One of the questions leading into the NHL trade deadline was whether Edmonton Oilers’ GM Ken Holland could make a deal for a winger, preferably a top-six guy, capable of providing some scoring punch as a complement to Connor McDavid and Leon Draisaitl for the stretch drive and in the playoffs. It didn’t happen.
As unlikely as it seemed back on April 12, a day that landed the Oilers defenceman Dmitry Kulikov but nobody with a proven nose for the net and hands capable of actually doing something about it, is it possible that Holland already had that guy in James Neal? The James Neal laid low recovering from COVID? The guy who has played just 22 games and hasn’t been much of a factor when he has played? The guy exposed to waivers? Yes, that James Neal.
On a night when McDavid, Draisaitl and the rest of the Oilers looked gassed and never really managed to get their legs under them in a 3-1 loss to the Calgary Flames in the second of back-to-back games, Neal showed some flashes he might be that guy – emphasis on might. He scored Edmonton’s only goal, could have had another and played with more jump than we’ve seen from him all season. Yes, the bar was set low Thursday. And it goes without saying that one game does not a season make.
At 33 and closing in fast on 34, there’s no question Neal’s best days – he has 10 seasons of 20-or-more goals – are behind him. Neal, acquired for Milan Lucic in a swap of bad contracts, makes too much money at $5.75 million for a player in decline. If the Seattle Kraken want him in the NHL expansion draft, they can have him. All this we know. Long term, Neal is not in the plans, not a significant factor. What about here and now?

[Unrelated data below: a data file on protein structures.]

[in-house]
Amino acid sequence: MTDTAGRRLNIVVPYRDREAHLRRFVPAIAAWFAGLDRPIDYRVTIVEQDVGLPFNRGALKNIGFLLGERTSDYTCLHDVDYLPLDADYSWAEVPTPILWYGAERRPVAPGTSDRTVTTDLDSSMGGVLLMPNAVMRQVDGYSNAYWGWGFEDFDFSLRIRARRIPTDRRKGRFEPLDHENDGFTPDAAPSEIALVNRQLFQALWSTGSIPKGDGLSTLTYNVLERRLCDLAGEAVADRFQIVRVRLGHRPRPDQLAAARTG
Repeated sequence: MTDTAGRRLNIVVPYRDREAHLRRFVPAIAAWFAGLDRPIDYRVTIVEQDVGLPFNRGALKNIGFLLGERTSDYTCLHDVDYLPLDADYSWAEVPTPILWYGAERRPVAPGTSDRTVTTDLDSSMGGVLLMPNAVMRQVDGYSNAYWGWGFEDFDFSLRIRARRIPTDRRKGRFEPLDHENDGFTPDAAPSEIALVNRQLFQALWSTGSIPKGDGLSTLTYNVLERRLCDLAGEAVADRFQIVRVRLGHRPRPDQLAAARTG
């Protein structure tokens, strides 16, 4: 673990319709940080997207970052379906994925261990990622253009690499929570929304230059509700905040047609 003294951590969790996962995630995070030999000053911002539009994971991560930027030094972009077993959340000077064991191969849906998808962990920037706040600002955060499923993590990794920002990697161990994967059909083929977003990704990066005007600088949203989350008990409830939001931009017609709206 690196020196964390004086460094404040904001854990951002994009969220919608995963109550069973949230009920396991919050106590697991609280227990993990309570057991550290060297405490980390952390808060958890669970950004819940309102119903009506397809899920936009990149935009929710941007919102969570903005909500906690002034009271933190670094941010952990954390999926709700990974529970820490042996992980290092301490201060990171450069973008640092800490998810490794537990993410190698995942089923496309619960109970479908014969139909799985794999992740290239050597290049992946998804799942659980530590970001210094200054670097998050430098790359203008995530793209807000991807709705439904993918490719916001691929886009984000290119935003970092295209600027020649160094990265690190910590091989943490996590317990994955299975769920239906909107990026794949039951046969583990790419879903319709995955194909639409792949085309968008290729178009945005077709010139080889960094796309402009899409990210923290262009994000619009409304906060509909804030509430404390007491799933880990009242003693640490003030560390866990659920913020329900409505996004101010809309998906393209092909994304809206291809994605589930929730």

It’s been a tough road for Neal this season. After scoring 19 goals in 55 games with the Oilers last season, Neal arrived for training camp in COVID protocol. He missed camp and the first five games of the season, played nine of the next 11 and then sat out six of the next eight. To understate, it’s been a struggle to shake the lingering effects of the virus and get up to speed. With his fourth goal in the books, he looked like he was there Thursday.
If Neal’s got more of the same left in him, it’s good news for coach Dave Tippett. With 108 playoff games on his NHL resume, Neal has more game experience than all the Oilers’ top-end players combined — McDavid, Draisaitl, Tyson Barrie, Ryan Nugent-Hopkins, Darnell Nurse, Jesse Puljujarvi and Kailer Yamamoto account for 98 games. Neal has scored 33 playoff goals. They have 22 in total.
“I feel like I’m getting my legs here at the right time,” Neal said post game. “I think being in the line-up on a consistent basis gives you that confidence. I’m right there. I’ve worked hard to stay ready. As we keep going here, I just try to keep getting better.
“It’s hard for sure. You never want to come into camp and be behind. The way everyone is these days, the way guys come into camp, they’re full-throttle and in amazing shape, so you want to be on your toes coming into camp. When you come in and you’re behind, it’s tough, but, like I said, you’ve got to deal with it. I’ve enjoyed the grind of getting back to where I need to be.”
Neal has made the post-season 10 times with five different teams – Pittsburgh, Nashville, Las Vegas, Calgary and Edmonton. He’s made it to the Stanley Cup final twice, with the Predators in 2017 and the Golden Knights in 2018, losing both times. With the Oilers locked into a playoff spot in the North Division, he’ll get another kick at the can. After this? There is no lack of motivation.
THE BOTTOM LINE
“In the end, I think I know what kind of player I am and know what kind of player I’ve been in the past,” Neal said. “I love the playoffs and I love big games. You know, we’ve got a great opportunity as a group here to do something special this year, so my focus was just to get better each day and when I got a chance, to try to grab hold of it.
“Each day you try to stick with it, be a good teammate, help guys out and be a leader around the room. When that opportunity comes, you’ve got to be ready, so I stuck right with it. I’m getting an opportunity now and I want to be a factor in the playoffs and help this team win.
“I’ve played a lot of playoff games, I’ve played a lot of big games, I’ve played in the Stanley Cup finals. I’ve been through those runs. I know what it takes to get there and what it takes to score in the playoffs, how you’ve got to win. I’m looking to help the team do that . . . I’ve got lots left in the tank.”
So says the Real Deal. Yes, that James Neal.